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Forum Summaries

The RIMES 2016 Client Forums – Toronto, Chicago and Boston

In the last quarter of 2016, RIMES conducted Client Forums in Toronto, Chicago and Boston, focused on the concept of data management maturity and its supporting policies and practices, as implemented within buy-side financial services organizations.  Forrester Consulting, a research-based consulting firm, adapted their existing data management maturity framework – called Systems of Insight – to the particular needs of the buy-side, and also expanded upon the results of the RIMES 2016 Buy-Side Survey. A guided survey of 100 data management/operations professionals and data business users was conducted by Forrester on RIMES’ behalf.

Forrester’s research indicated that firms strive to excel at both data execution and data strategy, but the majority end up being effective in only one or the other.  Only 10% manage to achieve excellence in both. Unsurprisingly, organizational and technological challenges were identified as the most common hurdles to data management expertise.

This matches the findings of the RIMES 2016 Buy-Side Survey, which revealed that more firms are now prioritizing and focusing on good data governance.  Yet, in spite of this focus, almost two-thirds of buy-side organizations admit that data governance remains a work in progress, with only 14% believing their data governance to be mature and 23% stating their data governance is merely emergent.

The forums were conducted by a member of RIMES’ Product Management Group, who presented the findings of the Forrester research and Forrester’s recommendations on improving data management maturity.  At the end of each presentation, RIMES asked several questions to help set the framework for attendees to discuss their experiences with the concepts of data management maturity and data governance within their organizations.

Data Execution vs. Data Strategy: The Forrester Findings



All buy-side organizations face a set of recurring and ad hoc data tasks and projects that may consume the time and resources needed to design and implement longer-term data governance practices.  Yet, in an environment of market uncertainty, complex investment strategies and data requirements, increasing competition and regulatory demands, good data governance policies and practices are acknowledged as critical to long-term business success.

From its research, Forrester found that 40% of organizations are focused on moving data from target to source and responding to data requests in an ad hoc manner.  However, they struggle in the broader business-oriented practices of data measurement and assessment.  These organizations were termed Data Tacticians and they were relatively weak in both data execution and data strategy.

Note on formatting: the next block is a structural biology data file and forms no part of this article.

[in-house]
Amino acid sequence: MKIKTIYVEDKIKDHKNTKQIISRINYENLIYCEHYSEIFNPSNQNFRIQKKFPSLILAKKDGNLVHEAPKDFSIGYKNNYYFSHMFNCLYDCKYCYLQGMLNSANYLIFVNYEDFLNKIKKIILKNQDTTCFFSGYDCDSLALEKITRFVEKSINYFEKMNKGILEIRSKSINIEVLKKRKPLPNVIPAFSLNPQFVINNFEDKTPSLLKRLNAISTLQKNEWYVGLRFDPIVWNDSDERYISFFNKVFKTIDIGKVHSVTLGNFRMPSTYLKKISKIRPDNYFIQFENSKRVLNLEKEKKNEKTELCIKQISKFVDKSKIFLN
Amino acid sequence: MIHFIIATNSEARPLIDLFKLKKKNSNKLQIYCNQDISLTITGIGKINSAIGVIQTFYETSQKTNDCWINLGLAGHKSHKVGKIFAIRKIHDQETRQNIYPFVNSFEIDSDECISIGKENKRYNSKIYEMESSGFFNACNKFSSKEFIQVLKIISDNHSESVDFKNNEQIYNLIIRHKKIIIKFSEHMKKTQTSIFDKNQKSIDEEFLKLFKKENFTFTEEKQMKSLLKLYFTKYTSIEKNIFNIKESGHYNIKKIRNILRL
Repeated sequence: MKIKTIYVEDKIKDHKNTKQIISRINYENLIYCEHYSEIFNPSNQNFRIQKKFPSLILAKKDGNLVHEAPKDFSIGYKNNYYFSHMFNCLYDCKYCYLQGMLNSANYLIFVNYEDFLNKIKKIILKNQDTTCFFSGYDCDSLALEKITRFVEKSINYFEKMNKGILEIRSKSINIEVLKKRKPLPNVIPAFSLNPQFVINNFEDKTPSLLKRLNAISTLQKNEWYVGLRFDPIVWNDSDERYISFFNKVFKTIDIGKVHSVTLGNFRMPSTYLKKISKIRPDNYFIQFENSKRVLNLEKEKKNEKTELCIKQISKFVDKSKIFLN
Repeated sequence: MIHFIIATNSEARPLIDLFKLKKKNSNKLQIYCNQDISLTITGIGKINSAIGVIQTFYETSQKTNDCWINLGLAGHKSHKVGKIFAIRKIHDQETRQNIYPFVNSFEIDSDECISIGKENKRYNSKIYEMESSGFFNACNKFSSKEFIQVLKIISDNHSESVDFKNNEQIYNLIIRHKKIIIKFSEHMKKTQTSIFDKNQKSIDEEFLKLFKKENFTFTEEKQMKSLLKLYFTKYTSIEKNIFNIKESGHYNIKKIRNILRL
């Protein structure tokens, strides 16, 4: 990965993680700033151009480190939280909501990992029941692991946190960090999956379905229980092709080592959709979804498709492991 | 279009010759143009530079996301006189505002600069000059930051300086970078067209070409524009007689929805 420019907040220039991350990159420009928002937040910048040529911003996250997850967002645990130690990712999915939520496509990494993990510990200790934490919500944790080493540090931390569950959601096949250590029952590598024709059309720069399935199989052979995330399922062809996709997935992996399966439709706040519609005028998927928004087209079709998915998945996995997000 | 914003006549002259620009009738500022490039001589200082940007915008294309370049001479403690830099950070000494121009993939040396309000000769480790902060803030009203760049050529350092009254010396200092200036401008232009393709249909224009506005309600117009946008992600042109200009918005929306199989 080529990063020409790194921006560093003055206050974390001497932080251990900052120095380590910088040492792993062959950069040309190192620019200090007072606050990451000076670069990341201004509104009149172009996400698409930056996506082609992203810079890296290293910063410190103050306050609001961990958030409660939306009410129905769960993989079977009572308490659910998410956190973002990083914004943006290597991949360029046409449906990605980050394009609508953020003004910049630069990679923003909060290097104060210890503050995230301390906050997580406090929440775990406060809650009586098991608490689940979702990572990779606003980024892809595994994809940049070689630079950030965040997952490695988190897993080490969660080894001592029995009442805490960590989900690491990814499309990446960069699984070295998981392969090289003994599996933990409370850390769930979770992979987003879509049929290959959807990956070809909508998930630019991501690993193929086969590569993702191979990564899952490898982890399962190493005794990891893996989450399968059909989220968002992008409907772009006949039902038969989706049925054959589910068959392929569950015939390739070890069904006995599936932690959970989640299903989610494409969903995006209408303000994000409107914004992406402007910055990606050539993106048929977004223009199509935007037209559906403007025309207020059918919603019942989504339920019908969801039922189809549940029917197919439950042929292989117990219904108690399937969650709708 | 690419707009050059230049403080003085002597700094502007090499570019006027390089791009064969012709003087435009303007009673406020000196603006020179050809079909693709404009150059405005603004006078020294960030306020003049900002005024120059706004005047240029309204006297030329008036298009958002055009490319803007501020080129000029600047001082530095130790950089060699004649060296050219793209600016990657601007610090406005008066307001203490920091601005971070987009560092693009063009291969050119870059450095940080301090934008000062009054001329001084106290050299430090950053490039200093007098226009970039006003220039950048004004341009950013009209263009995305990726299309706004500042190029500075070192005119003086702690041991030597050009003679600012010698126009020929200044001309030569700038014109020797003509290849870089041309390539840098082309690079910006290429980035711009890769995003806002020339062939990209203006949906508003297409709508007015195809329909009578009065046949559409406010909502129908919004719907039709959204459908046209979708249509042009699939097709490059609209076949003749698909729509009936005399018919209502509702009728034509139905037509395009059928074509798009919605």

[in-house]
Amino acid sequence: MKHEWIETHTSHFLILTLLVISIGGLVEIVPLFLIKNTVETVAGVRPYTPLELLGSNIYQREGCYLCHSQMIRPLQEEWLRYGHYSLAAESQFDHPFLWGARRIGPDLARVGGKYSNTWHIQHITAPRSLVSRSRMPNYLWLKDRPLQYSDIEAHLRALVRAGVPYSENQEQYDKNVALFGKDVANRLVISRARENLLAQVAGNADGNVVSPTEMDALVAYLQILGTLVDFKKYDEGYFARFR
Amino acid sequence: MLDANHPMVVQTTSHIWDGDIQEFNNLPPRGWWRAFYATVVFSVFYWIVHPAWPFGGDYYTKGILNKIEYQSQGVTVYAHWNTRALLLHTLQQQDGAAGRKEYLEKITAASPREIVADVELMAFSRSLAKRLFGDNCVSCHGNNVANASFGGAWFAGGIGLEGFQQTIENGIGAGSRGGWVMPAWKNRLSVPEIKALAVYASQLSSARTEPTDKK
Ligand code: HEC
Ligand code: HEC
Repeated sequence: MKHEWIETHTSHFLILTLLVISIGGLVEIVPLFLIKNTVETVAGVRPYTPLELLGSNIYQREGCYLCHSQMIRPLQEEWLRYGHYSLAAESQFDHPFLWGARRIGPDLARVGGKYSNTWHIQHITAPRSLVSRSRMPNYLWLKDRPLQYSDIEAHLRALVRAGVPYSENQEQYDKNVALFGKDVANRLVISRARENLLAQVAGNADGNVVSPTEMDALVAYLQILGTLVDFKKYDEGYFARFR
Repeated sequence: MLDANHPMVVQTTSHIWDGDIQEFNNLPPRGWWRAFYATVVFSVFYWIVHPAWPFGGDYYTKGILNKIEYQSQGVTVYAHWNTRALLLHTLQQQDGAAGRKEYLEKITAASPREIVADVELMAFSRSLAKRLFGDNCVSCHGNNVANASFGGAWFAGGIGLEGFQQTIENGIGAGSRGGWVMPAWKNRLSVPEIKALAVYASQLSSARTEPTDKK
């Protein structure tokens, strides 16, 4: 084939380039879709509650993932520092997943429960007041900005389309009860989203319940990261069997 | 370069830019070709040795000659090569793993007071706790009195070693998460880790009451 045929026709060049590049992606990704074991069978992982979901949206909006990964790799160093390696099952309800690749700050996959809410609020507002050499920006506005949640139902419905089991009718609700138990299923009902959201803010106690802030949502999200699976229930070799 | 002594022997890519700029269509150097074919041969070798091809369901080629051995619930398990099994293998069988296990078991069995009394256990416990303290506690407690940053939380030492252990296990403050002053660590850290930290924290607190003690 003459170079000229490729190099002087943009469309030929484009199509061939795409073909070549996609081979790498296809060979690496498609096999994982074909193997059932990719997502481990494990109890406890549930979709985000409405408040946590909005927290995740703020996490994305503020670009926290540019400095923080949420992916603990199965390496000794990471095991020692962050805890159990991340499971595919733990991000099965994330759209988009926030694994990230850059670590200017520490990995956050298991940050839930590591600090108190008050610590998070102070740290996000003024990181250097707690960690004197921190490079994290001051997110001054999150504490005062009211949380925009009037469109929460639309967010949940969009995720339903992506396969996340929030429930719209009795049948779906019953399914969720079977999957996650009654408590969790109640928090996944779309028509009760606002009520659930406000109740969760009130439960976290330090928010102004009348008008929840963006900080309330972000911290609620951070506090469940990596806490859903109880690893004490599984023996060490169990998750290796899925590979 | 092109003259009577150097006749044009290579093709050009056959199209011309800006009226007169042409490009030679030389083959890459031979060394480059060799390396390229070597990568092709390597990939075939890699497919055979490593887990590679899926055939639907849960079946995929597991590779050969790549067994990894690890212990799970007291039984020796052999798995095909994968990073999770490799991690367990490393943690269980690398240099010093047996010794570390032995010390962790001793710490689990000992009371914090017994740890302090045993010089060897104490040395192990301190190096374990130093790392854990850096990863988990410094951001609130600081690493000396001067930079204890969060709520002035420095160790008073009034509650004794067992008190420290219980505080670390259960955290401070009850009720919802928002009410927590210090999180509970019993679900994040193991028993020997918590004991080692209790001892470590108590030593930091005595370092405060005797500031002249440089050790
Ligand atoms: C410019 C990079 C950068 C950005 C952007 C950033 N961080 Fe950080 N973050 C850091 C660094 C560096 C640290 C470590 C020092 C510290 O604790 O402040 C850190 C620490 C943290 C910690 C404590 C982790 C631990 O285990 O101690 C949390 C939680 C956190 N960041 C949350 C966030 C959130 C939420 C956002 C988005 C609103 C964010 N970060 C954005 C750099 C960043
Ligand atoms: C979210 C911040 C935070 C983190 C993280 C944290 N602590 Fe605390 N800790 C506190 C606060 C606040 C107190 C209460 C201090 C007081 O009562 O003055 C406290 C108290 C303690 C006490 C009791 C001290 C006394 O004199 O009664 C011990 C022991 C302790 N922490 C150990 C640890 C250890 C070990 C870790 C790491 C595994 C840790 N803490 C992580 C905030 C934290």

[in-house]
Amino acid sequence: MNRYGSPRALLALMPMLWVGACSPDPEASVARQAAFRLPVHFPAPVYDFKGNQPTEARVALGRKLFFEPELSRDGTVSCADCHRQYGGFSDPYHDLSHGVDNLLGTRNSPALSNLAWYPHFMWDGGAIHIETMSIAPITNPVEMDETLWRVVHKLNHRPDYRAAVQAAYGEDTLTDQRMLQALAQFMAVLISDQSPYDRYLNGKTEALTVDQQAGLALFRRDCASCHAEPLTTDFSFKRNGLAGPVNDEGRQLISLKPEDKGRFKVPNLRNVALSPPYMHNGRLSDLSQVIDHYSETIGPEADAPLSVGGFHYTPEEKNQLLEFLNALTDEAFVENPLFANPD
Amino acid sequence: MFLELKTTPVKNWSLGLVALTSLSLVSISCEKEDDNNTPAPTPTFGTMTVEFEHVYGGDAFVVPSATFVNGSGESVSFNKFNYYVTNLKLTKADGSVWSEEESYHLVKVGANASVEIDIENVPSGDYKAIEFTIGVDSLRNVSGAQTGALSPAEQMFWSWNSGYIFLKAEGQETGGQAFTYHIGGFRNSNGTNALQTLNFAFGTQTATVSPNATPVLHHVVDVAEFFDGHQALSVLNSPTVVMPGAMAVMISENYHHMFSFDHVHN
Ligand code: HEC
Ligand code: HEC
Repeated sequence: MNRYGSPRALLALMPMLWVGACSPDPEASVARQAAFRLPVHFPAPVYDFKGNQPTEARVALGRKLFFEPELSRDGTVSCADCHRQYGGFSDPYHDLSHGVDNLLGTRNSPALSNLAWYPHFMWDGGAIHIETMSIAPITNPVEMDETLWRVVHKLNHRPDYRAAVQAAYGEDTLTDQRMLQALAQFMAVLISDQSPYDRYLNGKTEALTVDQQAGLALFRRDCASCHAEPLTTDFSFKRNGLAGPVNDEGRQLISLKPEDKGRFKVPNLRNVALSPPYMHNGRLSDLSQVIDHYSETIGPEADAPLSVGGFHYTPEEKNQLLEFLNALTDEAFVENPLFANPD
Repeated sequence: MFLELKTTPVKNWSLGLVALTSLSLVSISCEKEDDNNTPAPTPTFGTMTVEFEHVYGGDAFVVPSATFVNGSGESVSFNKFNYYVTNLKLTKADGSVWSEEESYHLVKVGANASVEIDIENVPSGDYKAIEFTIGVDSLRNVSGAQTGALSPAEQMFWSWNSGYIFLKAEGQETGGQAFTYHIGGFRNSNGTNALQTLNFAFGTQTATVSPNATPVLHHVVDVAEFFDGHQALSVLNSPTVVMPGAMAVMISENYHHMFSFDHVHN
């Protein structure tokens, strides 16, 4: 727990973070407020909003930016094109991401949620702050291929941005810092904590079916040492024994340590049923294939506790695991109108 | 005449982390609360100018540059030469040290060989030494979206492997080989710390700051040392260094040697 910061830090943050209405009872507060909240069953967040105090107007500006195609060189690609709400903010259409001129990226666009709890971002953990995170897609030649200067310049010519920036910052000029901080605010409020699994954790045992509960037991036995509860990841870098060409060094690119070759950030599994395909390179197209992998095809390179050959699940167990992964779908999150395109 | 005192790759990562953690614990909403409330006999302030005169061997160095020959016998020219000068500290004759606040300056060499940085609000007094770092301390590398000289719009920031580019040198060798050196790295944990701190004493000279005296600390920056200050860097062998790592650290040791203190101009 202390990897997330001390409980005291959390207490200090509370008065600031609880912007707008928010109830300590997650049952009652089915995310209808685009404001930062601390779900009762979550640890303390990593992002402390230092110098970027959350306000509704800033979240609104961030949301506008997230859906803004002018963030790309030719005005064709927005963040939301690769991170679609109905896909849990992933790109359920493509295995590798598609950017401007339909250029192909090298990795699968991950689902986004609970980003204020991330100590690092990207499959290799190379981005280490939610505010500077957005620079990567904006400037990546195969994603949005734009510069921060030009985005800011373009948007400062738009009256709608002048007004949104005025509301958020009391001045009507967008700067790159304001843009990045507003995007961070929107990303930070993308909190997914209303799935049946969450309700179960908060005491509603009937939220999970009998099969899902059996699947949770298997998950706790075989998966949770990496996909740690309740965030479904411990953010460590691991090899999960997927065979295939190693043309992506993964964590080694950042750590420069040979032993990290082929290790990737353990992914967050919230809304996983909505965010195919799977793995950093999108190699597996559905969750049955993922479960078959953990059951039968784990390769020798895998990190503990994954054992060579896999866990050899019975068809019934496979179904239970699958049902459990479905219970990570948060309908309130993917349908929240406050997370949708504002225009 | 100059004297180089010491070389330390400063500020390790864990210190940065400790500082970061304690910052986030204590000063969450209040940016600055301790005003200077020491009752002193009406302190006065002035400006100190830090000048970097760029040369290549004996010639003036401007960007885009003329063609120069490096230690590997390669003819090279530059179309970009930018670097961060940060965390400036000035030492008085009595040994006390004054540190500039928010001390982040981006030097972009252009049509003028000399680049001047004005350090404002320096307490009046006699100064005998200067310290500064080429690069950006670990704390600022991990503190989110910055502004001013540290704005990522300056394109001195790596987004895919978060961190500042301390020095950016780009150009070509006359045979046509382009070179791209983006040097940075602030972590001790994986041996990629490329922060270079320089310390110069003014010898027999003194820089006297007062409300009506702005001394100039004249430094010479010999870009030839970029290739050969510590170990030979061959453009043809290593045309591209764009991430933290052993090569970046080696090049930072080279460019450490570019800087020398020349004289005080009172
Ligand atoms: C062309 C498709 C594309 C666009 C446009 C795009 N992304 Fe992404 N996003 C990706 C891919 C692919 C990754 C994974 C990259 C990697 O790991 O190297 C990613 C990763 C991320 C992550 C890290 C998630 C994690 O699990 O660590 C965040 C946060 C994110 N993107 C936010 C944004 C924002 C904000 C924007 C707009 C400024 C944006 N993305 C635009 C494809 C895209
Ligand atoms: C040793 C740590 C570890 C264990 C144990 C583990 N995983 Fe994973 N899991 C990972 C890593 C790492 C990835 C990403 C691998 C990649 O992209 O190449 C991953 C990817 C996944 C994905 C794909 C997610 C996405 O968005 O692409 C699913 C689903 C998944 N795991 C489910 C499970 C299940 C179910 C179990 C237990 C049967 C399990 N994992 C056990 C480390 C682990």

Twenty-four percent of organizations excelled at data delivery and were very good at meeting SLAs for accuracy and timeliness.  However, they were not aligned with business outcomes.  These organizations were termed Data Managers and they were relatively strong in data execution, but weak in data strategy.

Twenty-six percent of organizations linked their data to specific business objectives and were strong in data measurement and governance.  But, they struggled with more practical aspects of data execution.  These organizations were termed Data Strategists and they were relatively weak in data execution, but strong in data strategy.

Finally, 10% were able to combine superior business focus with process management to support decision-making and governance at scale.  While they never stopped trying to improve, they were relatively strong in both data execution and strategy.  These organizations were termed Data Experts.

The Broader Discussion

When asked, “How would you describe the level of maturity for data governance in your organization –Mature, Work in Progress, Emergent or Non-existent?”, only 1 attendee at each forum felt their organization’s data governance policies and procedures were mature.  But, they understood the constant effort and challenges to achieve and maintain that level.

“We come up just short of mature {…}.  But, we have a change control process for data, where we reconcile and reload it every month.   We’ve made an active business decision to make sure the data is right every month.”

As with the outcome of the RIMES Buy-Side Survey, the majority of forum attendees felt their organizations’ data governance efforts were a ‘work in progress’.

“We had a mature data governance process, but the organization “outgrew” the effectiveness of the process that was in place.  Now, we’re trying to re-build to a point where we have global, secure, multi-level data governance in place around it.  Those are some of the challenges we’re working through.”

A handful of attendees admitted they felt their organizations’ data governance efforts were emergent.  Almost no one volunteered that their organization’s efforts were non-existent, but one attendee was open about their firm having no Data Governance Officer, and no immediate or future plans to appoint one.

It appears the road to data management maturity is a long and winding one, with most firms being at some point along the way.

To find out what might be driving buy-side data management practices, the attendees were asked, “What are your primary goals when it comes to improving data management, and why?” Data quality was, unsurprisingly at the forefront…

“Just one sentence {…} is ’data quality’.  I can stand behind the data that the business is publishing.  I have enough confidence in it.  If the business is publishing something and they’re not confident, then when it goes to 5 different places and we have to verify last-minute stuff, that’s not when we have done our job.  When we publish and we certify with 100% guarantee, then, yes, it is certified and you can go ahead and use it.  That’s my biggest goal – the business has to be comfortable {…}.”

This led to a discussion about the definition of ‘data quality’…

“To have more accurate data.”